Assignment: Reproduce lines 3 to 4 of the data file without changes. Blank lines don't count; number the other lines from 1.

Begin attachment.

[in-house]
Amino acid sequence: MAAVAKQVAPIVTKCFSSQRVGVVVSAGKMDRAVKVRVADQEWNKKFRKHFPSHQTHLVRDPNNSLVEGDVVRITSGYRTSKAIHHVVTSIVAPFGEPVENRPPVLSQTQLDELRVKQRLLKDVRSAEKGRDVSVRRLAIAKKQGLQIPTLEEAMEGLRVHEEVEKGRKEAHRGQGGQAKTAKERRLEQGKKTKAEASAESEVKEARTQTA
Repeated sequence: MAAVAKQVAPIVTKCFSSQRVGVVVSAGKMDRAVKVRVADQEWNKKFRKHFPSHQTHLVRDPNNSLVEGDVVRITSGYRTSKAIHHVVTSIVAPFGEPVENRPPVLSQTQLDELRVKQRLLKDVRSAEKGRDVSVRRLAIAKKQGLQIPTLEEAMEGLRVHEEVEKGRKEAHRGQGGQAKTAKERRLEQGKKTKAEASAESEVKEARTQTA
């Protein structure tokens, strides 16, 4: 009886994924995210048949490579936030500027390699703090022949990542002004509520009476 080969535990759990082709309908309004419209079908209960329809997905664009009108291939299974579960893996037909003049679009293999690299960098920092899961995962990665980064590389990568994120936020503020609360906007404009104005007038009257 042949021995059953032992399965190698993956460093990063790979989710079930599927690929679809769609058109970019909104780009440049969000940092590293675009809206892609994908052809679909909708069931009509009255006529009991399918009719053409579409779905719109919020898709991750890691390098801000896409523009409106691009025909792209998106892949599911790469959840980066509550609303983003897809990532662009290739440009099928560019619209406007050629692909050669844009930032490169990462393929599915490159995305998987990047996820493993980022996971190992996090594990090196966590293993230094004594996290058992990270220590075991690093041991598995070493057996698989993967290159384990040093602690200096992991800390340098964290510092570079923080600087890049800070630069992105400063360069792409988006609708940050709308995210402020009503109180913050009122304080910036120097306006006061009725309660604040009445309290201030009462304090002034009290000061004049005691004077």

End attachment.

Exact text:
Repeated sequence: MAAVAKQVAPIVTKCFSSQRVGVVVSAGKMDRAVKVRVADQEWNKKFRKHFPSHQTHLVRDPNNSLVEGDVVRITSGYRTSKAIHHVVTSIVAPFGEPVENRPPVLSQTQLDELRVKQRLLKDVRSAEKGRDVSVRRLAIAKKQGLQIPTLEEAMEGLRVHEEVEKGRKEAHRGQGGQAKTAKERRLEQGKKTKAEASAESEVKEARTQTA
């Protein structure tokens, strides 16, 4: 009886994924995210048949490579936030500027390699703090022949990542002004509520009476 080969535990759990082709309908309004419209079908209960329809997905664009009108291939299974579960893996037909003049679009293999690299960098920092899961995962990665980064590389990568994120936020503020609360906007404009104005007038009257 042949021995059953032992399965190698993956460093990063790979989710079930599927690929679809769609058109970019909104780009440049969000940092590293675009809206892609994908052809679909909708069931009509009255006529009991399918009719053409579409779905719109919020898709991750890691390098801000896409523009409106691009025909792209998106892949599911790469959840980066509550609303983003897809990532662009290739440009099928560019619209406007050629692909050669844009930032490169990462393929599915490159995305998987990047996820493993980022996971190992996090594990090196966590293993230094004594996290058992990270220590075991690093041991598995070493057996698989993967290159384990040093602690200096992991800390340098964290510092570079923080600087890049800070630069992105400063360069792409988006609708940050709308995210402020009503109180913050009122304080910036120097306006006061009725309660604040009445309290201030009462304090002034009290000061004049005691004077």